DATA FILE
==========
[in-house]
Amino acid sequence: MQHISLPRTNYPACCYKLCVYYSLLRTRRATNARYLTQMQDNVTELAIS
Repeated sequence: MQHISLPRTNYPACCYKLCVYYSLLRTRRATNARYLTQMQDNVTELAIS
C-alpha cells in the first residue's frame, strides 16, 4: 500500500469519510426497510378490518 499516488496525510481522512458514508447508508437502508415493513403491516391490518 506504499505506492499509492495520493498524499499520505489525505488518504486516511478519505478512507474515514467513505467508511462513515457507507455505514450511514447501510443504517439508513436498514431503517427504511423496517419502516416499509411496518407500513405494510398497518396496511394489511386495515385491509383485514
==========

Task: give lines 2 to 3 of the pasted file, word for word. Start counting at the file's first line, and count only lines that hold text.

Amino acid sequence: MQHISLPRTNYPACCYKLCVYYSLLRTRRATNARYLTQMQDNVTELAIS
Repeated sequence: MQHISLPRTNYPACCYKLCVYYSLLRTRRATNARYLTQMQDNVTELAIS